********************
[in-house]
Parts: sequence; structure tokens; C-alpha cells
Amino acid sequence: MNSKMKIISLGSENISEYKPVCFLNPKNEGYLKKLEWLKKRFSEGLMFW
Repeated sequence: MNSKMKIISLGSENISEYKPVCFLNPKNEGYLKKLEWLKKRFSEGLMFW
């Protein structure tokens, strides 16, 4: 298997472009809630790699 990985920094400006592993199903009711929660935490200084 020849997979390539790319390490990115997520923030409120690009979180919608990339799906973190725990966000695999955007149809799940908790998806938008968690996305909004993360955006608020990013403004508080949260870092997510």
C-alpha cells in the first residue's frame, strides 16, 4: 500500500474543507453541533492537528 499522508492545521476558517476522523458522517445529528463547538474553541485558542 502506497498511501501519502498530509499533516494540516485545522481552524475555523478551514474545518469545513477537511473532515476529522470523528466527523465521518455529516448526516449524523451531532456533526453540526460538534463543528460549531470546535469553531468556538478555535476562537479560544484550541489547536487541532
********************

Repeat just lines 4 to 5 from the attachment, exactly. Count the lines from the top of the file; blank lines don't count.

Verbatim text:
Repeated sequence: MNSKMKIISLGSENISEYKPVCFLNPKNEGYLKKLEWLKKRFSEGLMFW
């Protein structure tokens, strides 16, 4: 298997472009809630790699 990985920094400006592993199903009711929660935490200084 020849997979390539790319390490990115997520923030409120690009979180919608990339799906973190725990966000695999955007149809799940908790998806938008968690996305909004993360955006608020990013403004508080949260870092997510």